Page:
A week before the children went to the Bronx Museum. I spoke to them about a possible visit.
We started off by first talking about pastels. I didn’t teach them the entire summer and by the time I joined the program, they were already used to drawing classes via youtube videos. The day I came, they were about to watch a you-tuber explain how to draw with pastels.
I used that as my opportunity to teach them about art history. I taught them how to appreciate spaces that showed art and artist who used either pastels or paint.
Three days before the trip to the museum, I introduced Jamal Shabazz and told them it was his work they were going to see. They watched Legendary Photographer: Honor and Dignity, a clip on youtube of Sahabazz talking about his work and his career. I also made sure they knew that he was inspired by someone they knew, Gordon Parks (a founder of the school they attended). This bit of information made them excited.
On the day of the trip, there was a great stir about whether I should take three little boys who were full of energy. They had a rough time following directions all morning. I made the decision to allow them to attend the trip after remembering how excited they were when they learned about Shabazz and how vital it was for them to see images of people who looked like them in a museum. It was their first time ever visiting a museum!
All 17 children and 5 adults arrived at the museum. We met our educator outside.
We were early and the educator seemed disorganized.
We stood at the museum main reading panel. I always instruct the children to read each panel in museums instead of just walking and looking. However, the educator, dissuade them. She begin to ramble about how long it was and how we didn’t really have to read it… At one point it was like she was begging us not to read it.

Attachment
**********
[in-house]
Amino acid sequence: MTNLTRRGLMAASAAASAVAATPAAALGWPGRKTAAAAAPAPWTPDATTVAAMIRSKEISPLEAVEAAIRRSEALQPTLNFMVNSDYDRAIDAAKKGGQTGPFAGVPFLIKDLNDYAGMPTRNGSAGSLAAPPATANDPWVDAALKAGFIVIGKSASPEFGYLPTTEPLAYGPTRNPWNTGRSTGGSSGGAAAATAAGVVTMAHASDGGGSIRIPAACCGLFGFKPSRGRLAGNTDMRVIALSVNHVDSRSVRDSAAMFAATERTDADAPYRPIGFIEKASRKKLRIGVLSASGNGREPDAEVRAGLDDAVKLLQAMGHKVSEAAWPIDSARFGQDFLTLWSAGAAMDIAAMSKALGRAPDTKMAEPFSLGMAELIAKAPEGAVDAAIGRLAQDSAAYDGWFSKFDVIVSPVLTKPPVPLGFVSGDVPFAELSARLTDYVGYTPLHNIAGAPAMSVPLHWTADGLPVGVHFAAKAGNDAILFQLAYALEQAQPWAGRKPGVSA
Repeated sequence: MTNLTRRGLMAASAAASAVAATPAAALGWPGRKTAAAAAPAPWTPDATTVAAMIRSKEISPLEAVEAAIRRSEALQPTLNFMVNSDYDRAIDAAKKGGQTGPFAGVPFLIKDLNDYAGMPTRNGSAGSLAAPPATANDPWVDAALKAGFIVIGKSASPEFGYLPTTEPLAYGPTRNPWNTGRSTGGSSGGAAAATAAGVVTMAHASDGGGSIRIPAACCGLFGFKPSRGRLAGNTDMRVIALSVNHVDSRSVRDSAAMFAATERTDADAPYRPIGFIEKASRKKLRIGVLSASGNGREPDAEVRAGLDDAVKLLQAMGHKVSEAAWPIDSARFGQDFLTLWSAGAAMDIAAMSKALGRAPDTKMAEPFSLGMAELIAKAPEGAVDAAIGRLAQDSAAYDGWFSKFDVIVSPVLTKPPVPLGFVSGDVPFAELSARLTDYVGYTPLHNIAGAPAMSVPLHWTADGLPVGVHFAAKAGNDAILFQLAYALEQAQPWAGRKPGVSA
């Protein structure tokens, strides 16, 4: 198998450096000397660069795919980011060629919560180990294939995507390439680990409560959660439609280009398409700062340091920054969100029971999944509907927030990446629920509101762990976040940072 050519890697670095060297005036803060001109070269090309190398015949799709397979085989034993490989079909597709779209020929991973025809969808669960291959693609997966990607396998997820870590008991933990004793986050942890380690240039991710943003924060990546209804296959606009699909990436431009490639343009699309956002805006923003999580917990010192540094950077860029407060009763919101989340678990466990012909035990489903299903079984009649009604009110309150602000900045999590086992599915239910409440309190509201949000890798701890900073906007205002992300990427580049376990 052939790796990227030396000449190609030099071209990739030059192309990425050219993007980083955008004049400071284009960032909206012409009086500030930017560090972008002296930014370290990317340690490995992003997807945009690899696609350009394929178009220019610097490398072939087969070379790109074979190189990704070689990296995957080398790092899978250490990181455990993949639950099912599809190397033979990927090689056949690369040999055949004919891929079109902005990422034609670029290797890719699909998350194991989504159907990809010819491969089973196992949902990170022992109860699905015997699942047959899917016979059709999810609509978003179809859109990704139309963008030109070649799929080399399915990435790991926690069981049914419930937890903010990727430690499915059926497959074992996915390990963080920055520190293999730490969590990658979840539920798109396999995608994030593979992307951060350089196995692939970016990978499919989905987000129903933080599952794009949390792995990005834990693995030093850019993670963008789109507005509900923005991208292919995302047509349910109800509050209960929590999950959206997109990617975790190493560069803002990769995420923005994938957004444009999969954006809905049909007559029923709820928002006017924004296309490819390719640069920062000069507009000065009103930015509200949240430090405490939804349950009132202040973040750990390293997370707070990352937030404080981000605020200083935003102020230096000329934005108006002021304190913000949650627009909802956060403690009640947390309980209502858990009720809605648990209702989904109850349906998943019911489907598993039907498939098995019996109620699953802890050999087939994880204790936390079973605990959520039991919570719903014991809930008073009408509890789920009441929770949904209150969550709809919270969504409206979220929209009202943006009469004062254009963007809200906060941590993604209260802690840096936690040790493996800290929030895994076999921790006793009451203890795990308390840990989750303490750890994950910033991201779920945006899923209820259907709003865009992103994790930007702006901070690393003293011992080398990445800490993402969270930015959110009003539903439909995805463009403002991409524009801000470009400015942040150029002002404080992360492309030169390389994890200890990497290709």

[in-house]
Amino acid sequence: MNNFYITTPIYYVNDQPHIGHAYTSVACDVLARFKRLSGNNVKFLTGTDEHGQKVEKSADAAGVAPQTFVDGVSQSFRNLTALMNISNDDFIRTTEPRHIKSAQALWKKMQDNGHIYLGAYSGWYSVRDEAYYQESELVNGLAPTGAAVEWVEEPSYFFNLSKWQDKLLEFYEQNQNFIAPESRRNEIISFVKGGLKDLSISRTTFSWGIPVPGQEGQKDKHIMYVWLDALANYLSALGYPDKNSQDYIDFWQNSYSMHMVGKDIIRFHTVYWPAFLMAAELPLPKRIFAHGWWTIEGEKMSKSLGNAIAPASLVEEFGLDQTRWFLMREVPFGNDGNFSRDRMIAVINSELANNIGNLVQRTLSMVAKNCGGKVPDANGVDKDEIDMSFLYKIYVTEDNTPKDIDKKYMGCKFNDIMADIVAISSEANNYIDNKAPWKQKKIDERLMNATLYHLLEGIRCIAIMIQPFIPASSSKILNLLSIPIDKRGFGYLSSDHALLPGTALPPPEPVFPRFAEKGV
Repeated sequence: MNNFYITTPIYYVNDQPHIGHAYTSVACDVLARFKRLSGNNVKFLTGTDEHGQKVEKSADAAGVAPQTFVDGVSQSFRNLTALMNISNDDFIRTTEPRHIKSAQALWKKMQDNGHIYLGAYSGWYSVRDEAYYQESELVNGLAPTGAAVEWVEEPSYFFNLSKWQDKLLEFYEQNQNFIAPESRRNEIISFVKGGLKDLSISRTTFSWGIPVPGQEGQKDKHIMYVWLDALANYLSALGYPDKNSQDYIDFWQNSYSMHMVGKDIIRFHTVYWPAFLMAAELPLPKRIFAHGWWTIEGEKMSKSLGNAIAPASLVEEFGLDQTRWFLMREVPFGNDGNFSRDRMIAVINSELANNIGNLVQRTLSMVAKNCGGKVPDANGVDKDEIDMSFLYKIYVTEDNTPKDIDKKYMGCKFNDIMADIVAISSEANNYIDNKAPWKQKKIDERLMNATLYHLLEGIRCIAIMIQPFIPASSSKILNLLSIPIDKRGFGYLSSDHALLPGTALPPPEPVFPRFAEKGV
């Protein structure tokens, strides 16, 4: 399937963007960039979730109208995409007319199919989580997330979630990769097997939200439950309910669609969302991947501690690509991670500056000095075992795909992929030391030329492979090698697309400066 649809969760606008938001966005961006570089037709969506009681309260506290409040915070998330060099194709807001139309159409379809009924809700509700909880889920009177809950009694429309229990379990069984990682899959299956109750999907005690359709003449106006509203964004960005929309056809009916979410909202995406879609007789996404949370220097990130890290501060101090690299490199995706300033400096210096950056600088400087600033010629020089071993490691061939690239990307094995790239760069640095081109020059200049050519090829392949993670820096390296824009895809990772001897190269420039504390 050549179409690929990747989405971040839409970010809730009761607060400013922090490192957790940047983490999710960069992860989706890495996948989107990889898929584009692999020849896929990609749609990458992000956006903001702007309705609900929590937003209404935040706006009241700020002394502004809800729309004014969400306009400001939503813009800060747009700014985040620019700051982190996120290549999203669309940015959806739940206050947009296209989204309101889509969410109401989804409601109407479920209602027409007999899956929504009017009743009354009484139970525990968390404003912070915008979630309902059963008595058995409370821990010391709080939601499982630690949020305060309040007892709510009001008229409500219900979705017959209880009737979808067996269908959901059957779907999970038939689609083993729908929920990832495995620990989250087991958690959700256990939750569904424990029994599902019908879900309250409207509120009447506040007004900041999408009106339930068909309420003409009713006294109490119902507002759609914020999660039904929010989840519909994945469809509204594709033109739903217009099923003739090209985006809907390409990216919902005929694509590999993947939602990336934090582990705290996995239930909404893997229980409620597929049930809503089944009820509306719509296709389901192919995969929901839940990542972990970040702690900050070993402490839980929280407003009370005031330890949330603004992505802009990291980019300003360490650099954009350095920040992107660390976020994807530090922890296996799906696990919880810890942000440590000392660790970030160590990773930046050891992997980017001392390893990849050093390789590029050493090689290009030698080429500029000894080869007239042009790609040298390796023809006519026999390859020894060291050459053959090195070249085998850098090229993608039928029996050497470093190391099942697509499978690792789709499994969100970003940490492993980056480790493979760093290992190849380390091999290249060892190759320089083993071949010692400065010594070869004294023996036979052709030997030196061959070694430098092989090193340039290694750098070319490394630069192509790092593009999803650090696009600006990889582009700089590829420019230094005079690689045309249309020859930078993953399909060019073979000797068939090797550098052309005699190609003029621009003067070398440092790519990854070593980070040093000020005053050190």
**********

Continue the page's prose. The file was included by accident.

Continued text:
During the reading, even the three busy ones listened. The educator cut everyone off after the first paragraph and then escorted the children upstairs to an art room.
She gave everyone a drawing board and spoke in depth about pencils. She had everyone try different types and then lined everyone up and told them to take one pencils and their pad. Next, we returned to the Jamal Shabazz show and she had the group sit down and draw a photograph.
She waited and they drew. Finally, everyone did a show and share. Well, really, no one showed. And no one shared. She asked who drew each picture and then spoke about the pictures. Not really allowing the children to speak about the work.
Around this time, the children began to lose patience.
Next, she told the children to go look at the rest of the exhibit… to Find a photograph and draw it. We were the only ones in the museum and I didn’t stress noise level. I also didn’t give the children any rules of how to behave (outside the talk they were given before we left the school). As I usual, they waited for the educator to give more clear directions.
She didn’t give them three minutes to follow that instruction. She changed her mind.
Actually, let’s look at some of his work together. The younger ones no longer paid attention and continued to view what they had started looking at. Here is a mini video:
She ushered the group into another gallery and we went back upstairs.
Upstairs she told them they were going to use water color. She took out huge water color sheets and asked me if I thought they could share. I told her I wouldn’t mind cutting the sheets in halves so each student could have their own.
The students painted and we returned to the school.